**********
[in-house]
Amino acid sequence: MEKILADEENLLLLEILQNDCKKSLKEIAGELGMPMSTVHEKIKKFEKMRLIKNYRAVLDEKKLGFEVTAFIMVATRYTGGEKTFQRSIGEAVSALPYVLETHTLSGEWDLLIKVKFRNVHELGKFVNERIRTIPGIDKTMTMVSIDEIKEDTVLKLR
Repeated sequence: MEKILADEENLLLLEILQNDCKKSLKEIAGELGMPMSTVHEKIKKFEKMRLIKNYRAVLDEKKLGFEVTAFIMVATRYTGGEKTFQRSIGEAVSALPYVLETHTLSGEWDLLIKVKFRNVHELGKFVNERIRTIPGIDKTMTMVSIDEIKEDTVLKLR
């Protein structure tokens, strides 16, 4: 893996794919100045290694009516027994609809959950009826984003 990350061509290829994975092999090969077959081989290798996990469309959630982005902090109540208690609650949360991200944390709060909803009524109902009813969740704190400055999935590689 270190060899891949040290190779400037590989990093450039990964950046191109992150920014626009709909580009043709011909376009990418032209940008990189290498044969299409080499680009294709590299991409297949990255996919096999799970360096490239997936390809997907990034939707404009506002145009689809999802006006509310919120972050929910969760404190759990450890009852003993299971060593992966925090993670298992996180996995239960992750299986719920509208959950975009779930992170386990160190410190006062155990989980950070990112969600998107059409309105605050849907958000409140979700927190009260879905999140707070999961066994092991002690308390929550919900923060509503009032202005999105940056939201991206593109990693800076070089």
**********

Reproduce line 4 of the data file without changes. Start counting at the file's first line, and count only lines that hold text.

């Protein structure tokens, strides 16, 4: 893996794919100045290694009516027994609809959950009826984003 990350061509290829994975092999090969077959081989290798996990469309959630982005902090109540208690609650949360991200944390709060909803009524109902009813969740704190400055999935590689 270190060899891949040290190779400037590989990093450039990964950046191109992150920014626009709909580009043709011909376009990418032209940008990189290498044969299409080499680009294709590299991409297949990255996919096999799970360096490239997936390809997907990034939707404009506002145009689809999802006006509310919120972050929910969760404190759990450890009852003993299971060593992966925090993670298992996180996995239960992750299986719920509208959950975009779930992170386990160190410190006062155990989980950070990112969600998107059409309105605050849907958000409140979700927190009260879905999140707070999961066994092991002690308390929550919900923060509503009032202005999105940056939201991206593109990693800076070089």